Results 1 to 6 of 6
05-08-06, 11:28 AM #1
Force spends £20,000 giving prisoners a lift home
A police force has spent £20,000 ($37188) sending Prisoners home or back to where they were arrested. What is happening.....
Force defends £20,000 taxi bill
The force spent £21,617 on taxis in 11 months, the figures showed
A bill of more than £20,000 for sending people home from custody by taxi has been defended by Sussex Police.
The force said it used taxis and public transport to send vulnerable detainees home as part of its duty of care.
Figures for 11 months were released after the Taxpayers' Alliance requested them under Freedom of Information laws.
The alliance said other forces insisted on suspects making their own way home. Sussex Police said it was planning to use bus vouchers in some cases.
A statement issued by the force on Monday said patrolling police officers were not used to ferry people home, after the £21,617 taxi bill for the 11 months up to the end of February 2006 was revealed.
Tax bills for the average family are already too high
It said: "Sussex Police take the issue of managing detainees extremely seriously.
"Part of this is a duty of care extending to the circumstances of releasing people who have been in custody.
"For some years we have used public transport, including taxis, to ensure that the more vulnerable detainees are returned home or to a place where they where arrested."
The statement added that the force used a number of newer large-capacity custody centres, but they were outside the town centres.
It said it had a duty of care to detainees, and businesses and residents nearby.
James Frayne, campaign director of the Taxpayers' Alliance, said: "Tax bills for the average family are already too high so police forces should not be adding to their problems by spending in this way.
"They should do all they can to help detainees to get home, but under no circumstances should they be putting them in taxis and picking up the bill."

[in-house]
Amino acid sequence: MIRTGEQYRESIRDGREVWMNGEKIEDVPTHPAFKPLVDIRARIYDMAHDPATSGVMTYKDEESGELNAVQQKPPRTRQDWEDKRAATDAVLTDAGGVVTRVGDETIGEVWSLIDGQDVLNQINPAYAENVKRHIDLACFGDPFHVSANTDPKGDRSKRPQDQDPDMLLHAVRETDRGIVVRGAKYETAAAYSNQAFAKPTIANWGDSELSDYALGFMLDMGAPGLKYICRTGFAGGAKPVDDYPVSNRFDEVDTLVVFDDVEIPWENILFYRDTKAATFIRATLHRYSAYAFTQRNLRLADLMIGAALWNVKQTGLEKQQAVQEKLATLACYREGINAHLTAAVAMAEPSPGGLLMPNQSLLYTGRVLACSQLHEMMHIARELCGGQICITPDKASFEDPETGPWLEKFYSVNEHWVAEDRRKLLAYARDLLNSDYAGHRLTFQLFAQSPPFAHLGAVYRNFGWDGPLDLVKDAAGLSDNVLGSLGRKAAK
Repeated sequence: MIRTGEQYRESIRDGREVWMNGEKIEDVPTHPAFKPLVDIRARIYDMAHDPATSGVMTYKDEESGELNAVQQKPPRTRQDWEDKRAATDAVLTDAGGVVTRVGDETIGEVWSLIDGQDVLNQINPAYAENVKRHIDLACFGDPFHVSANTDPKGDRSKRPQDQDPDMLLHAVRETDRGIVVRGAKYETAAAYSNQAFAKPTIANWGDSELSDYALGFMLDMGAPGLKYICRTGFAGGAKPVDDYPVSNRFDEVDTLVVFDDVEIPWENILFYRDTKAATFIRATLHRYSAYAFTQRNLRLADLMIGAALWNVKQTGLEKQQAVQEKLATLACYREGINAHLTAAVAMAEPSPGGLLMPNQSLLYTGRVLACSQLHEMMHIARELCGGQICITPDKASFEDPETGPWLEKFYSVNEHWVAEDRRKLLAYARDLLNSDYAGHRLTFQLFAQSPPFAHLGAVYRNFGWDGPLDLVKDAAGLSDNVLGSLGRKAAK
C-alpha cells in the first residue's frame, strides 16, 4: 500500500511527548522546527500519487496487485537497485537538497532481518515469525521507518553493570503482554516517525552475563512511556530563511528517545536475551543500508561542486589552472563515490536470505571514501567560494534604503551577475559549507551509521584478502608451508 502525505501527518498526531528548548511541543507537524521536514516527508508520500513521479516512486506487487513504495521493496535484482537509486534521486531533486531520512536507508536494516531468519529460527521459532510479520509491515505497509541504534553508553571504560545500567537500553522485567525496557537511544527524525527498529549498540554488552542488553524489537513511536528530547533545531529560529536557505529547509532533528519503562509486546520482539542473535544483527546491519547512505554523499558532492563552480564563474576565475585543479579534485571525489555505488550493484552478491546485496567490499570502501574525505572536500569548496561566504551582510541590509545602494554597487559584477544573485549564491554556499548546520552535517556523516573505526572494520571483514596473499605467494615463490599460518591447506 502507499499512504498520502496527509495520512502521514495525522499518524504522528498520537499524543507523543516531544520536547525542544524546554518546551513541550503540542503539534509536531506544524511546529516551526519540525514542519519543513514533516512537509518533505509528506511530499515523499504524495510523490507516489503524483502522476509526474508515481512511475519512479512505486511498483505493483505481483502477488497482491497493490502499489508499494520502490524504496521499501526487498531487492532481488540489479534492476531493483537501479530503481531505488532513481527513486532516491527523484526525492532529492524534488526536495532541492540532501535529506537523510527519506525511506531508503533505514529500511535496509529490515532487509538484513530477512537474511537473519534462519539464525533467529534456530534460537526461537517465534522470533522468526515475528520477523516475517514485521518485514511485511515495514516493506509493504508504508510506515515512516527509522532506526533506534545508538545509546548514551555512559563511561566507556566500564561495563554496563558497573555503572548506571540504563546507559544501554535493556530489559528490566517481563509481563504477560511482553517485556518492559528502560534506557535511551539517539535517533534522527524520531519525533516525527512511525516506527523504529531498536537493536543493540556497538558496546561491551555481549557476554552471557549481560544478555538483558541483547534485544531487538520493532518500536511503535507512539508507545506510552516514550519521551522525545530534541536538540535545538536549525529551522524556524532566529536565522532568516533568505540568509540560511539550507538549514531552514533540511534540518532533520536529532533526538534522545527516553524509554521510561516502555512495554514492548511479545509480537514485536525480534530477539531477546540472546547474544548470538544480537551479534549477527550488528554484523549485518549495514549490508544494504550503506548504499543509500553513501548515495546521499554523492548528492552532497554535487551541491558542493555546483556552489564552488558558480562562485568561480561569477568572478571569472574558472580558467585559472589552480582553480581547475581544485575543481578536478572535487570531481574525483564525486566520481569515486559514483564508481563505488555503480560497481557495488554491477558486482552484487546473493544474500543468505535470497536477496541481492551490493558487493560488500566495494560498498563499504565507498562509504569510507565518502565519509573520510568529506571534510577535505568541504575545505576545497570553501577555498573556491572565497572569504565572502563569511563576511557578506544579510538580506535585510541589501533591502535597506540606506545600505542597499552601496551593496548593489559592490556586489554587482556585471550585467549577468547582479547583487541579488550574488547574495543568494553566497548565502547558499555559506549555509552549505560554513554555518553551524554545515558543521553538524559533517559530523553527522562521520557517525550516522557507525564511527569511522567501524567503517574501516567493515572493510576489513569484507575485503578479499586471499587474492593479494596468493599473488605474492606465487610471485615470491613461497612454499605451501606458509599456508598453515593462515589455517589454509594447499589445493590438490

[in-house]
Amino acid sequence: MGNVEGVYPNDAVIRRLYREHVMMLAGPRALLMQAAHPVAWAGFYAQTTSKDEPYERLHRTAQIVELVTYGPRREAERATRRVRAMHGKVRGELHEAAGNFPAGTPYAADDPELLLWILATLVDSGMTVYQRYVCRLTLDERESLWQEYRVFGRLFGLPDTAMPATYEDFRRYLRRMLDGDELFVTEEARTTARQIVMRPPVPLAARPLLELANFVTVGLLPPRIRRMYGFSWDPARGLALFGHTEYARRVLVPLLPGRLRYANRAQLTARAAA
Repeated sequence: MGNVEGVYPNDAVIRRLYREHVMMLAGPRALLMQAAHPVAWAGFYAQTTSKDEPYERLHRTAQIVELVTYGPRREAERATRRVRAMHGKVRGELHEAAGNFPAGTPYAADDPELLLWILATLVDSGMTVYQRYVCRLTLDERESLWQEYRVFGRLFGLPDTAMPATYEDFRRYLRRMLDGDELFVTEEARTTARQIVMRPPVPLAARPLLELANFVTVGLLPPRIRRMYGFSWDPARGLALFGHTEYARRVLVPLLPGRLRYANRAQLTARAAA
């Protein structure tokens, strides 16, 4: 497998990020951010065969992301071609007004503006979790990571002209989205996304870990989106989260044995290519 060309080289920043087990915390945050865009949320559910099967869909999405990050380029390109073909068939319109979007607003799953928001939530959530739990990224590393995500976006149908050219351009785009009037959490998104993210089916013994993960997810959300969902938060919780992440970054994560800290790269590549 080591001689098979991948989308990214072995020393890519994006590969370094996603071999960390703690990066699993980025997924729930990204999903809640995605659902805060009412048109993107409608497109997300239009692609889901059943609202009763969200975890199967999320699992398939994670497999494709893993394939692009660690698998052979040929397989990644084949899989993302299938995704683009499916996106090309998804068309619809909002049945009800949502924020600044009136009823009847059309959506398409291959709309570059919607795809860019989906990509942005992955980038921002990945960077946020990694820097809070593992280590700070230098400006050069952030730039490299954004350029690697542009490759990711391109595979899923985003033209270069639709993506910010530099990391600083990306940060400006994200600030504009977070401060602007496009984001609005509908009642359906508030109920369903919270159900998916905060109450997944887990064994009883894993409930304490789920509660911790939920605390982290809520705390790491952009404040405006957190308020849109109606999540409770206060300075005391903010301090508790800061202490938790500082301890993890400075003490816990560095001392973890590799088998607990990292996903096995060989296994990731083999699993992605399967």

05-08-06, 11:32 AM #2FishTail Guest
Not forgetting of course that any death of a released detainee within 24 hours of release is classed as a death in custody, requiring a whole load of investigation.
05-08-06, 11:59 AM #3
Yep, but I guess lots of people will take the pi$$ if they were that vunerable they should have social services or an appropriate adult turn out anyway.
I can imagine the conversations now
PS "is there anyone who could pick you up"
D/P "no, me dad chucked me out, i can't think of any friends"
PS "ok I will just give city cabs a ring"
Funny how they manage to get into town by themselves.
05-08-06, 12:10 PM #4FishTail Guest
Always the way isn't it? The small risk of a death versus the piss taking.
We recently had a guy who was released from custody and promptly took a dive off a tall building. Still with his charge sheet in his pocket. It wasn't pretty.
05-08-06, 12:29 PM #5UK police officer
- Join Date
- England, UK
- Rep Power
i rarely give prisoners a lift back home.....'The world is a dangerous place, not because of those who do evil,
but because of those who look on and do nothing.'
05-08-06, 12:38 PM #6
We had a female do that too. However our YOT or emergency social workers are of very little help, leaving the onus on the Custody Sgt. Though not many of ours get lifts home.
Users Browsing this Thread
There are currently 1 users browsing this thread. (0 members and 1 guests)